If You Let Go Of Your Phone, You Get Free Food

You can’t help it. The instinct is gnawing at you. Maybe you can just take one quick peek. What’s the harm anyway? The person across the table is boring you—prating on and on about her sister’s friend’s cousin’s connection to Ryan Reynolds. You can’t take it anymore. So, you give in. You take out your iPhone from your pocket and open your Twitter page—hoping to find greater entertainment than you can from the person sitting across from you.

In doing so, you are unknowingly participating in a movement that is circulating Boston and around the world—engaging more with your smartphone than with your dinner partner.

Salvatore’s restaurants across Boston are looking to fight this trend. The popular restaurants are typically known for offering fine Italian dining with the quality and ambiance of the North End. Now, Salvatore’s is offering a special called “Off the Grid Mondays,” which gives customers the chance to enjoy a free lunch if they turn in their smartphones at the door.

Salvatore’s offer is oriented to promote people returning to the basic concept of sharing a meal untethered to emails, texts, and calls. The idea came from the general manager of the restaurant noticing people literally not speaking to each other while dining.

Salvatore’s offer seems like a great idea to test your cell phone addiction. Perhaps there is such thing as a free lunch.

The question that follows is, can we do it? Can people part with their smartphones long enough to enjoy a free meal?

Last weekend, I ventured downtown to the Boston Public Library to do some studying and reading in the famous McKim building. The large space features a structure similar to Bapst library on campus—long tables with ancient artwork and a sea of green lights—creating a scene that looks like it taken out of a Harry Potter movie.

As I walked through the jam-packed library searching for an open seat, I was surprised that many of these people were not studying or reading. Instead, blue-and-white-colored phone screens illuminated the library, as dozens of people were clicking through their Facebook news feeds. The action was contagious, because like everyone else, I gave in. I was inclined to pull out my iPhone and scour anything relevant to prevent me from studying.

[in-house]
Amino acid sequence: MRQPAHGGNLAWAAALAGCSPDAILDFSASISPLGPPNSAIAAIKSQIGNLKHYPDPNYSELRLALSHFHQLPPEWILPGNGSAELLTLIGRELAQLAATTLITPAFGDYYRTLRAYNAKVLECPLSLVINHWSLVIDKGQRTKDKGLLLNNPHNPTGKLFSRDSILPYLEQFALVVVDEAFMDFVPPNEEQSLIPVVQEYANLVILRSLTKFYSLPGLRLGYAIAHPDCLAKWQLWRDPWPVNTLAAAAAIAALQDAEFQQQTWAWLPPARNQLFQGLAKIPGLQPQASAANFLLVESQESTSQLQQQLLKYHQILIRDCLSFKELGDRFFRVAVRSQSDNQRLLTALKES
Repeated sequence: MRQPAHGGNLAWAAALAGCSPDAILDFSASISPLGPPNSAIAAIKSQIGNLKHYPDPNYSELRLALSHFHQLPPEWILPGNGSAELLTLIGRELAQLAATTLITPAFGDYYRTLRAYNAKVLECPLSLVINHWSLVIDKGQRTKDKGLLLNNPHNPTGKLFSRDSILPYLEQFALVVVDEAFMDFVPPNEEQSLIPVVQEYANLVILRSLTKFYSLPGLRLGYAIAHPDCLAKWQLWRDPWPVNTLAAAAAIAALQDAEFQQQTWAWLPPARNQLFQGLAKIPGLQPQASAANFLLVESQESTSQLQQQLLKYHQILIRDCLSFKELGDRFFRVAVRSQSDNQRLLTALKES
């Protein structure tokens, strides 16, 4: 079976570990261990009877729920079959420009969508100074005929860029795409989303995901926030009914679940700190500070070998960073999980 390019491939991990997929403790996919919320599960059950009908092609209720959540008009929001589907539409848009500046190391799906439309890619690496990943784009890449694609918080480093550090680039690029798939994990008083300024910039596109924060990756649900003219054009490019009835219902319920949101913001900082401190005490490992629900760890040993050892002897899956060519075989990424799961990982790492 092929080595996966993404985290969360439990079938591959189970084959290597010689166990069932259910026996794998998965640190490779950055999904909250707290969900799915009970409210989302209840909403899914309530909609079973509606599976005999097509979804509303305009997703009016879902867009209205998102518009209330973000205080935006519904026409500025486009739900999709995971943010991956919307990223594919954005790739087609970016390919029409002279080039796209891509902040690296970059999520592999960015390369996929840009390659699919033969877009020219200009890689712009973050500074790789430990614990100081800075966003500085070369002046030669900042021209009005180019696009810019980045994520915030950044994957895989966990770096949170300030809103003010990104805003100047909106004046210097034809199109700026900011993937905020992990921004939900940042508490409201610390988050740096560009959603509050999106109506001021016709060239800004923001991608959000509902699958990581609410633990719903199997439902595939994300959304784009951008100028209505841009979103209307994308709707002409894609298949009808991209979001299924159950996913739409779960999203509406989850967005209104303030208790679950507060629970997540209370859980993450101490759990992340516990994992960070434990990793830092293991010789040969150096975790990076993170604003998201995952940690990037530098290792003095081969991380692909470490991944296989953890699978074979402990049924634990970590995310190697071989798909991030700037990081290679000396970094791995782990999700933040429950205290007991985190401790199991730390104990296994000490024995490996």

I don’t like to admit it, but I am addicted to my cell phone. And I am not alone—especially in Boston. Our city ranks at the top of a list of U.S. cities whose residents are most dependent on their cell phones, and nine out of 10 Bostonians reported that their phones are more important to them than their cars or laptops, according to a survey by Bank of America. Another study by the Journal of Behavioral Sciences found that 60 percent of college students are addicted to their phones, and female students spend an average of 10 hours a day on their phones—which amounts to more time than most people get of sleep each night.

The truth is, I can skip my daily coffee fix. I can do without eating chicken tenders at late night. I’ll even pass on missing an episode of my favorite TV show on Netflix. But regretfully, I don’t think I can part with my phone. It is something that I am working to change.

Maybe it’s time that we all take a break from our phones. It might be as simple as putting the device away for a meal and enjoying a conversation with someone devoid of any distractions. Salvatore’s offer is a small step in the right direction to become less inclined to whip out our phones at every free moment.

They say it takes 21 days to truly break a habit, but why not start with an hour and a free lunch?

Featured Image Courtesy of Salvatore’s Restaurants

About Bennet Johnson 96 Articles
Bennet Johnson was the Metro Editor for The Heights in 2015 and Business Manager in 2016. You can probably still find him wandering around Boston, wearing his 'Minnesota Nice' T-shirt. Follow him on Twitter @bennet_15.